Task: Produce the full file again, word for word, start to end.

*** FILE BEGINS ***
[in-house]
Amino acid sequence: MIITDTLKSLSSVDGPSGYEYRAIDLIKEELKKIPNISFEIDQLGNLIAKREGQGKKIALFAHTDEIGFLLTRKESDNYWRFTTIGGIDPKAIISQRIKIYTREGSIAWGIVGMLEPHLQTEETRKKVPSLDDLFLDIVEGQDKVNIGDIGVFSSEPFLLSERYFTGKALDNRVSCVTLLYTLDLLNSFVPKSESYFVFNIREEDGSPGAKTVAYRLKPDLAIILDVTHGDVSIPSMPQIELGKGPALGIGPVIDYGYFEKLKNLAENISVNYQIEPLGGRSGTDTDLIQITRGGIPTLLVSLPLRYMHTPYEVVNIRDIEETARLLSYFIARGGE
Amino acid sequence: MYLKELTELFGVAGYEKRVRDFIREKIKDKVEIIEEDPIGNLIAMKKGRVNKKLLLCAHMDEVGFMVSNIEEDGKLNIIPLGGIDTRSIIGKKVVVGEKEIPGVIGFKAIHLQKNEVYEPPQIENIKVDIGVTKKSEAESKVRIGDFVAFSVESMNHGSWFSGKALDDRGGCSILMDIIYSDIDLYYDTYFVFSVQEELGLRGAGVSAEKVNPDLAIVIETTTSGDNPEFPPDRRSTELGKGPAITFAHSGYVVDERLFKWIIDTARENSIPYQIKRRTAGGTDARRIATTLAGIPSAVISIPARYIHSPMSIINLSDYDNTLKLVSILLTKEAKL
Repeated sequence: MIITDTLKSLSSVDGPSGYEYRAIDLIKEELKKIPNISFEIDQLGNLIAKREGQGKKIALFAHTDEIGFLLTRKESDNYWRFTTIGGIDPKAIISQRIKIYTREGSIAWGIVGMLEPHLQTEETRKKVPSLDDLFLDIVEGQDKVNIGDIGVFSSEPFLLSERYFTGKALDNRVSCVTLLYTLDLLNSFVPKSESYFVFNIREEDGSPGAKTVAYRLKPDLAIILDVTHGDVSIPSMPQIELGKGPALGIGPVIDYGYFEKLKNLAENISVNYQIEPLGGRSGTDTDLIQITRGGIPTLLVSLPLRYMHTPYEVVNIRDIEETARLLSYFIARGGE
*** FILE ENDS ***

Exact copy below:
[in-house]
Amino acid sequence: MIITDTLKSLSSVDGPSGYEYRAIDLIKEELKKIPNISFEIDQLGNLIAKREGQGKKIALFAHTDEIGFLLTRKESDNYWRFTTIGGIDPKAIISQRIKIYTREGSIAWGIVGMLEPHLQTEETRKKVPSLDDLFLDIVEGQDKVNIGDIGVFSSEPFLLSERYFTGKALDNRVSCVTLLYTLDLLNSFVPKSESYFVFNIREEDGSPGAKTVAYRLKPDLAIILDVTHGDVSIPSMPQIELGKGPALGIGPVIDYGYFEKLKNLAENISVNYQIEPLGGRSGTDTDLIQITRGGIPTLLVSLPLRYMHTPYEVVNIRDIEETARLLSYFIARGGE
Amino acid sequence: MYLKELTELFGVAGYEKRVRDFIREKIKDKVEIIEEDPIGNLIAMKKGRVNKKLLLCAHMDEVGFMVSNIEEDGKLNIIPLGGIDTRSIIGKKVVVGEKEIPGVIGFKAIHLQKNEVYEPPQIENIKVDIGVTKKSEAESKVRIGDFVAFSVESMNHGSWFSGKALDDRGGCSILMDIIYSDIDLYYDTYFVFSVQEELGLRGAGVSAEKVNPDLAIVIETTTSGDNPEFPPDRRSTELGKGPAITFAHSGYVVDERLFKWIIDTARENSIPYQIKRRTAGGTDARRIATTLAGIPSAVISIPARYIHSPMSIINLSDYDNTLKLVSILLTKEAKL
Repeated sequence: MIITDTLKSLSSVDGPSGYEYRAIDLIKEELKKIPNISFEIDQLGNLIAKREGQGKKIALFAHTDEIGFLLTRKESDNYWRFTTIGGIDPKAIISQRIKIYTREGSIAWGIVGMLEPHLQTEETRKKVPSLDDLFLDIVEGQDKVNIGDIGVFSSEPFLLSERYFTGKALDNRVSCVTLLYTLDLLNSFVPKSESYFVFNIREEDGSPGAKTVAYRLKPDLAIILDVTHGDVSIPSMPQIELGKGPALGIGPVIDYGYFEKLKNLAENISVNYQIEPLGGRSGTDTDLIQITRGGIPTLLVSLPLRYMHTPYEVVNIRDIEETARLLSYFIARGGE